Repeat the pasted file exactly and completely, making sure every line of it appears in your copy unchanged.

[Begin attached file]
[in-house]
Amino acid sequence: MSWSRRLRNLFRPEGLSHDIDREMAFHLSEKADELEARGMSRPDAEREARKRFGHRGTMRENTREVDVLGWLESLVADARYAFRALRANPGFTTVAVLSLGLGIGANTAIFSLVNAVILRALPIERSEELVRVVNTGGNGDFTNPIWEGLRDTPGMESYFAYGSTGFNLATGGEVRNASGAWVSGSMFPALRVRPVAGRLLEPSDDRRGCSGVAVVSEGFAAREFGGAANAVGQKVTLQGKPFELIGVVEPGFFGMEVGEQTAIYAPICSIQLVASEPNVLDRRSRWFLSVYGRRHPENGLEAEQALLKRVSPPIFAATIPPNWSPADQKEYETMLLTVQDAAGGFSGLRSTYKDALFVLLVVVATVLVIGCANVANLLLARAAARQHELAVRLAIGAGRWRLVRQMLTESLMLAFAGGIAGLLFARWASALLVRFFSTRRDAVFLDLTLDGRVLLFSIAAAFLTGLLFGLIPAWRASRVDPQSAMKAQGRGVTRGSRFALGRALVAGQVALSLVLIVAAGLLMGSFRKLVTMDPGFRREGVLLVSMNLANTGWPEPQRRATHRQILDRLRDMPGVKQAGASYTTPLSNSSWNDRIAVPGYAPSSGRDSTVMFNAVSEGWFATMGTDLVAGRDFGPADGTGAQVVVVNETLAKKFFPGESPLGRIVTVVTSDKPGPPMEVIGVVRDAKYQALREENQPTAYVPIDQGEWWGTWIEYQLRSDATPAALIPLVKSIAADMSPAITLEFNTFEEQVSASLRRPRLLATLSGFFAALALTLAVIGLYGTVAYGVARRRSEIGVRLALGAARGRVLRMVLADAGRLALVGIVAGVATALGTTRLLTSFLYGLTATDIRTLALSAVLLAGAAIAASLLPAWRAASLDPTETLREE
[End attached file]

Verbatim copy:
[in-house]
Amino acid sequence: MSWSRRLRNLFRPEGLSHDIDREMAFHLSEKADELEARGMSRPDAEREARKRFGHRGTMRENTREVDVLGWLESLVADARYAFRALRANPGFTTVAVLSLGLGIGANTAIFSLVNAVILRALPIERSEELVRVVNTGGNGDFTNPIWEGLRDTPGMESYFAYGSTGFNLATGGEVRNASGAWVSGSMFPALRVRPVAGRLLEPSDDRRGCSGVAVVSEGFAAREFGGAANAVGQKVTLQGKPFELIGVVEPGFFGMEVGEQTAIYAPICSIQLVASEPNVLDRRSRWFLSVYGRRHPENGLEAEQALLKRVSPPIFAATIPPNWSPADQKEYETMLLTVQDAAGGFSGLRSTYKDALFVLLVVVATVLVIGCANVANLLLARAAARQHELAVRLAIGAGRWRLVRQMLTESLMLAFAGGIAGLLFARWASALLVRFFSTRRDAVFLDLTLDGRVLLFSIAAAFLTGLLFGLIPAWRASRVDPQSAMKAQGRGVTRGSRFALGRALVAGQVALSLVLIVAAGLLMGSFRKLVTMDPGFRREGVLLVSMNLANTGWPEPQRRATHRQILDRLRDMPGVKQAGASYTTPLSNSSWNDRIAVPGYAPSSGRDSTVMFNAVSEGWFATMGTDLVAGRDFGPADGTGAQVVVVNETLAKKFFPGESPLGRIVTVVTSDKPGPPMEVIGVVRDAKYQALREENQPTAYVPIDQGEWWGTWIEYQLRSDATPAALIPLVKSIAADMSPAITLEFNTFEEQVSASLRRPRLLATLSGFFAALALTLAVIGLYGTVAYGVARRRSEIGVRLALGAARGRVLRMVLADAGRLALVGIVAGVATALGTTRLLTSFLYGLTATDIRTLALSAVLLAGAAIAASLLPAWRAASLDPTETLREE